Every Connecticut National Guard Unit Home Since 2003
By Jennifer McDermott
The Day
December 21, 2013
Windsor Locks — For the first time in more than a decade, all of the Connecticut National Guard units are home.
Sixty-four soldiers from the 143rd Combat Sustainment Support Battalion of Waterbury — the last unit deployed overseas — returned to Connecticut Saturday morning after nine months in Kuwait.
Maj. Gen. Thaddeus J. Martin, commander of the Connecticut National Guard, said this will be the best Christmas he has had since the conflict in Iraq began and thousands of the state's soldiers and airmen deployed over the years to Iraq, Kuwait and Afghanistan.
"It's that peace of mind, knowing that everyone is out of harm's way," he said at the Army Aviation Support Facility where the soldiers arrived.
A total of about 5,000 Connecticut guardsmen have deployed since the Sept. 11, 2001, terrorist attacks. Some have since retired from the Guard or moved on. Out of the current force of 5,000 people, 60 percent to 65 percent completed at least one tour.
Two soldiers and 15 airmen are still deployed on assignments with units from other states.
Lt. Col. Tom Dennis of Norwich, who commands the battalion, and his wife, Maj. Dawn Dennis, both previously served in Iraq. Dawn Dennis is not in the battalion currently, but she will become its executive officer in March. She was emotional when she tried to express what it means to have nearly everyone home, particularly so close to the holidays.
"It has been 10 years," she said. "We all think about it all the time. It is so significant, when you think about the war coming to a close. The public understands what that means. But when you are in the National Guard, you see what that means — you have all your friends and family home at one time."
The National Guard's participation in the Iraq War began in March 2003, with the deployment of the 1109th Aviation Classification Repair Activity Depot in Groton, which has since become the Theater Aviation Sustainment Maintenance Group. Early on, nearly half of the state's guardsmen, about 2,100 people, were overseas at the same time.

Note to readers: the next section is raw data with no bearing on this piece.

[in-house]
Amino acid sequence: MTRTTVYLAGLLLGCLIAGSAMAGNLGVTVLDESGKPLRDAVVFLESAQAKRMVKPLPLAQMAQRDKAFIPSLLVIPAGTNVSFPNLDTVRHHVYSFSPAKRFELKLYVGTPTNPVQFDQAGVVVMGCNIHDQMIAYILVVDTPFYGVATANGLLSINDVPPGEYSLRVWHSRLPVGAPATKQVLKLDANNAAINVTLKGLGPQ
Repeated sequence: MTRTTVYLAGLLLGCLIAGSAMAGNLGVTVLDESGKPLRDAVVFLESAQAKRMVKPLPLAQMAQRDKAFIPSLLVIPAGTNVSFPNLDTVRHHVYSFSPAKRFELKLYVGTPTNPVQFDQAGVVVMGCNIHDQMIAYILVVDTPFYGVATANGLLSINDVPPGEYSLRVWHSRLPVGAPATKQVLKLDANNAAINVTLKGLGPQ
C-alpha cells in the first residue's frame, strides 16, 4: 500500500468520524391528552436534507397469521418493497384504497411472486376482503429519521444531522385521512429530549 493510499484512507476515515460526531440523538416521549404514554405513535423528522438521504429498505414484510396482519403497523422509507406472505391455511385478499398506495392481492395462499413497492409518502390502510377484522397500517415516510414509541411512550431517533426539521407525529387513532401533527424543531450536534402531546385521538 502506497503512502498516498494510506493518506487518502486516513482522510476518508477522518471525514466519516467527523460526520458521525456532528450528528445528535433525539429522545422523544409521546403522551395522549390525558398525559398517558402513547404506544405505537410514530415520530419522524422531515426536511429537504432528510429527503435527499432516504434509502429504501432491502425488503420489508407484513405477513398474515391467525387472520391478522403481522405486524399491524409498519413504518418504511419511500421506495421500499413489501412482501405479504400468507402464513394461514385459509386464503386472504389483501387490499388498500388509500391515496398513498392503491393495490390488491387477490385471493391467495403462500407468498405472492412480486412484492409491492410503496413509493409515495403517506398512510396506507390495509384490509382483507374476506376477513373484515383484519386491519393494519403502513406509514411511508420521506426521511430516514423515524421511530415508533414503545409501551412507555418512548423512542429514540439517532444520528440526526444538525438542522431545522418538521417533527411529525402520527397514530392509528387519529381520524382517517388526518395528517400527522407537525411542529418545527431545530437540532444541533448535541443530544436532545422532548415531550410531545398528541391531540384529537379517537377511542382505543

Maj. Tom Bordner, who has served in Bosnia, Iraq and now Kuwait, said he is proud of what he has done to support operations overseas.
"I've worked with a lot of great soldiers who should be proud of what they've done," said Bordner, of Gales Ferry. "It's nice to see things coming to a close."
"We've been looking forward to this day," said Gov. Dannel P. Malloy, who attended the homecoming.
"We have lost some folks over the years in the battle in theater; we reflect on that frequently," he said. "On the other hand, to see all of these folks coming home today and all of the others, this is the fun part of the job."
Sixty-five members of the armed forces from Connecticut have been killed in Iraq and Afghanistan since Sept. 11.
A detachment of about 10 people will leave for Afghanistan around February, followed by a second group of about 10 people in the late spring or early summer, said Col. John Whitford, spokesman for the Connecticut National Guard. They are the only people, so far, who are planning to go.
Martin said the number of guardsmen overseas will also be low in 2015, which is a reflection of the transition out of Afghanistan.
In Kuwait, the soldiers in the support battalion ensured that other Army units had everything they needed, from food, water and fuel to maintenance and transportation support, and helped decide whether pieces of equipment should return stateside, be disposed of or transferred to another government. In 2006, the battalion commanded more than 1,000 National Guard, active and reserve soldiers in Iraq. The battalion was also in Bosnia in 2001.
It's a headquarters battalion, which means it commands other subordinate units, and many of its members are more senior. Lt. Col. Dennis said the soldiers excelled at their jobs, and he "couldn't be more happy" now that everyone is home safely after about 10 months away, with the time they also spent training at Fort Hood in Texas.
Josh Sarpu said he and Sgt. Nickie Sarpu got married two months before she left for Kuwait. He said he redid their house in Gales Ferry for her, so "hopefully she'll like it." The couple planned to get a Christmas tree together after leaving the support facility. Nickie Sarpu said it was wonderful to be back.
Capt. Timothy Henderson of Waterford said he missed his job as a police officer in New London and is ready to go back.
Donna Piontkowski Ahearn of Waterford, said she was grateful to have her husband, Master Sgt. Tom Ahearn, home for the holidays, and is proud of him for "serving, for being a wonderful husband, and for just being who he is."
Holding his son, Andrew, who turns 2 next month, Tom Ahearn said he felt "complete again."
"For 10 months, pieces of me were missing," he said. "I'm all together again."
In 22 years in the military, Ahearn has served in Kuwait twice and Iraq once. He said he thought it was great that so many guardsmen are home for the holidays.
"It's very important," he said. "I spent many Christmases away, and there is nothing more important than family.